• Phase 2: Initial Coverage Phase: Once your deductible is met, your Part D plan will cover the cost of drugs aside from a copay or a coinsurance cost
  • Phase 3: Coverage Gap: Once your total drug costs have exceeded a set amount for the year, you will be required to pay a higher amount of coinsurance for both generics and brand names; see more about the Medicare Part D “donut hole” below
  • Phase 4: Catastrophic Coverage Phase: Since most Medicare Part D plans have an out-of-pocket limit for the benefit period, your coverage will increase again, making your drug cost-sharing decrease

The Medicare Part D Donut Hole Is Closing

People refer to the Phase 3 coverage gap as a “donut hole” because it represents a period in between your initial coverage and when you have reached your out-of-pocket limit. You can visualize this dip in coverage as a donut held sideways, where on either side of the cover cap you have decently low cost-sharing amounts.

Many Medicare Part D beneficiaries “fall into” the donut hole unexpectedly if they have not been keeping up with their total drug costs for the year. They may suddenly find that they are paying more for the same drugs.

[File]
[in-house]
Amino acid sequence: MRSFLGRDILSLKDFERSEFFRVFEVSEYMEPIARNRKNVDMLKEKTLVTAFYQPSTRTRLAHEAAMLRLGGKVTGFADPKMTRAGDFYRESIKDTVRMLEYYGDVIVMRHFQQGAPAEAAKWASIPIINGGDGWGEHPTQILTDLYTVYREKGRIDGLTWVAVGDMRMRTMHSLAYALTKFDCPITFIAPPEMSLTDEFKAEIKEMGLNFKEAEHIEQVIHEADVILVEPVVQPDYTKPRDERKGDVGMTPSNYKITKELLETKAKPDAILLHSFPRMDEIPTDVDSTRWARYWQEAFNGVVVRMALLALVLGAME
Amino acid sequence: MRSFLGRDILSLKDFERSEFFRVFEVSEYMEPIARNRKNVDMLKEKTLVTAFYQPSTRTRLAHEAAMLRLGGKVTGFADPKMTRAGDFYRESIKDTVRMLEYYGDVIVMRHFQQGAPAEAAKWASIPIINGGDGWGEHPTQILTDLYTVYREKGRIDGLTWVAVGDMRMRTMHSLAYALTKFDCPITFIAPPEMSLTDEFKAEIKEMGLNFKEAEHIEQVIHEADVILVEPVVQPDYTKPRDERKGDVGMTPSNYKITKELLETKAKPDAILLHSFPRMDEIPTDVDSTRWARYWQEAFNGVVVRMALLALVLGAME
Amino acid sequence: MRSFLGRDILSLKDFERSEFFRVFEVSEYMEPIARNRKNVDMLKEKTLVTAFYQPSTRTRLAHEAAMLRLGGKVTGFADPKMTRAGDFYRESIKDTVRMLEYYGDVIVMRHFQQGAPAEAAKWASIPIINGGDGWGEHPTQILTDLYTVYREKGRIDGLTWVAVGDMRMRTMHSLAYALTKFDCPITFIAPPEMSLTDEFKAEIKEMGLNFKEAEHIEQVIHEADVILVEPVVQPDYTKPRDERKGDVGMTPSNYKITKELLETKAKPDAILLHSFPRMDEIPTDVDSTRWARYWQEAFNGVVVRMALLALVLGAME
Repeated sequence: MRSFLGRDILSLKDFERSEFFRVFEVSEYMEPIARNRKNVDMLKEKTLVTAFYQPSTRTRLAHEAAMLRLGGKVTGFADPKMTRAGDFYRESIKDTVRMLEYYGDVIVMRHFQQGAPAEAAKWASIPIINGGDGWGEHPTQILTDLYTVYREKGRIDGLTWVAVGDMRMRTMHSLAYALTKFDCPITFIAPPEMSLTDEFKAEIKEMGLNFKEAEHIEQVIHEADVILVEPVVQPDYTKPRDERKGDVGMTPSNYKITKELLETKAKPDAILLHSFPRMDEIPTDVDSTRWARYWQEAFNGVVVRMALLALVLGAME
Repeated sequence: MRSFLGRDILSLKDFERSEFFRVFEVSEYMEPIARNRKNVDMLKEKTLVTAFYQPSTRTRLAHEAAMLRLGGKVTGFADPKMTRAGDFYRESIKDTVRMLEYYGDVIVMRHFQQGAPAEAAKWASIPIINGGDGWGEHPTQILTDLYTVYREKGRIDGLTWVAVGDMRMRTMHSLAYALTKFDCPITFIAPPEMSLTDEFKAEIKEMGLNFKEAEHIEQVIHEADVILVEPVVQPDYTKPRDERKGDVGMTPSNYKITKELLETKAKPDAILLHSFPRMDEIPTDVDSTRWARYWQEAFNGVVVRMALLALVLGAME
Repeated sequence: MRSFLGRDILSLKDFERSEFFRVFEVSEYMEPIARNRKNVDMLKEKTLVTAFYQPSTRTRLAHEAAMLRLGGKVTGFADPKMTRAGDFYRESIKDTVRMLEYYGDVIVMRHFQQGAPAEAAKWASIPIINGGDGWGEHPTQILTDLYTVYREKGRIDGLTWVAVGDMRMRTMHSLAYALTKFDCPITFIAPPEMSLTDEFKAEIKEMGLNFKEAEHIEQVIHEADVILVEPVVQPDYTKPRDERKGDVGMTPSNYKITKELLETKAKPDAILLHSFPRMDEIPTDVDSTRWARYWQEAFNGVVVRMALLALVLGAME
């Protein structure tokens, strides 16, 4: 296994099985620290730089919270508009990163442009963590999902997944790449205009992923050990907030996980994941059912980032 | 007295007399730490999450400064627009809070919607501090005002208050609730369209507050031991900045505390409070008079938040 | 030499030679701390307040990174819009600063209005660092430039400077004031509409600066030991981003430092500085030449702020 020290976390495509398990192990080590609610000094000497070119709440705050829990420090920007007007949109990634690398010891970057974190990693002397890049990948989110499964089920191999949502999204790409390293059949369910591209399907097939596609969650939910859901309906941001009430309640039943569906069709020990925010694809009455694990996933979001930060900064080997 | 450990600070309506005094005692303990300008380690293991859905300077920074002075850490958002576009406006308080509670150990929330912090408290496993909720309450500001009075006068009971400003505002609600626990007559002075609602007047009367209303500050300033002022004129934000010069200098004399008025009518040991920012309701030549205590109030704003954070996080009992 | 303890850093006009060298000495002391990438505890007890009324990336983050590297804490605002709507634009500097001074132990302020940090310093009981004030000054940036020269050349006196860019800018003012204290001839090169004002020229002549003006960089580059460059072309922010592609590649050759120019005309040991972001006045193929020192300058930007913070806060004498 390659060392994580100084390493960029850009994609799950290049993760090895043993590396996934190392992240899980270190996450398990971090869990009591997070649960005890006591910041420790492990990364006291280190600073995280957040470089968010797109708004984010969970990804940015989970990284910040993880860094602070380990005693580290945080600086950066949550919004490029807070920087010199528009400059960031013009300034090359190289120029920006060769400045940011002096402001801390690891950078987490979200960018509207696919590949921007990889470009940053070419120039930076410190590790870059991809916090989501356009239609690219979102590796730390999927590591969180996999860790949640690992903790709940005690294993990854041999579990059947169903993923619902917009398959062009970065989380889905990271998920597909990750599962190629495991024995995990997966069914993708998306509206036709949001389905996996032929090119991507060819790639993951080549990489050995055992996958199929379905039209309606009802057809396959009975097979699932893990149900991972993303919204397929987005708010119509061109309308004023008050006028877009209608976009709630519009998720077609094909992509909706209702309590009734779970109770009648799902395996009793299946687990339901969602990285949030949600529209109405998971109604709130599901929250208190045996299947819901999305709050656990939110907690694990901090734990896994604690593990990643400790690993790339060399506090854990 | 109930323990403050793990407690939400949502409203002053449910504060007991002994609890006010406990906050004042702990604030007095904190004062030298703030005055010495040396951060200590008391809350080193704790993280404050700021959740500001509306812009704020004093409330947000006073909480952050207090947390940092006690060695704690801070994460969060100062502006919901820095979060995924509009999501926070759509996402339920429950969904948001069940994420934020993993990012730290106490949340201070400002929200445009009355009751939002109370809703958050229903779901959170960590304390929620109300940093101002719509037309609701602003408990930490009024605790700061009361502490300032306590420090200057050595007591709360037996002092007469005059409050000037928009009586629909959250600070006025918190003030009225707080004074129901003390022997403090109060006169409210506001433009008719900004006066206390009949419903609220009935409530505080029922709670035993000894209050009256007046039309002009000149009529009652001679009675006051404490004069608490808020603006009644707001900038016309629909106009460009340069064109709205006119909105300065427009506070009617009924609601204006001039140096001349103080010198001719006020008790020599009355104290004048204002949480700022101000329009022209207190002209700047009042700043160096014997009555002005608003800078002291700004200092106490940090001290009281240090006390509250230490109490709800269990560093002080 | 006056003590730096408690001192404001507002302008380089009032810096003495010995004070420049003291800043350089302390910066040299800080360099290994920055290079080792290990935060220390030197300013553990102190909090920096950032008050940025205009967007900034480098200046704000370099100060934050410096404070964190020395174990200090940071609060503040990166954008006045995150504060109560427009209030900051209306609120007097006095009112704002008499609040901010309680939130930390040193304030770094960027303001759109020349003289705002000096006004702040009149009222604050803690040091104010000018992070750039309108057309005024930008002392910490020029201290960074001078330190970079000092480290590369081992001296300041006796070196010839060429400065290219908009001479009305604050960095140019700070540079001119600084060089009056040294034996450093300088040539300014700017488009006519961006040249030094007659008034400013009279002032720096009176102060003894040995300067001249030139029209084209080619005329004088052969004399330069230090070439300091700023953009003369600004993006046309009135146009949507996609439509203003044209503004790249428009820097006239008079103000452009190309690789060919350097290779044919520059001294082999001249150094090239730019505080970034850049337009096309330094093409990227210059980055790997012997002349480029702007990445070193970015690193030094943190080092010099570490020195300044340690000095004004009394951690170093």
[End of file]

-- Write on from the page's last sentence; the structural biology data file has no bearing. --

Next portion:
The only way to “climb out” of the hole is to continue paying your cost share until you reach your out-of-pocket limit. In 2019 this limit was $5,100 for certain plans, so it can constitute a significant hurdle for individuals who rely upon a number of prescriptions.

Avoiding the donut hole requires careful reviewing of your plan and tabulation of your running total costs, which refers to the actual cost of the drugs purchased. This number can also be figured out by adding your out-of-pocket costs to the total dollar amount of coverage you have received.

Fortunately, the Medicare program has decided to phase out the donut hole issue by providing additional coverage during the Phase 3 coverage gap. 

Before the passage of the Affordable Care Act in 2009, beneficiaries would pay as much as 100% of the cost of their drugs. Now, Part D beneficiaries will pay at most 25% of the cost of Tier 3 brand name drugs as of 2019, regardless of whether they are in Phase 2 or Phase 3 of their coverage. They may pay more than 25% for Tier 1 and Tier 2 generics while they are in the donut hole, but this amount is set to phase down to 25% for Tiers 1-3 by 2020.

Medicare Part D Enrollment Periods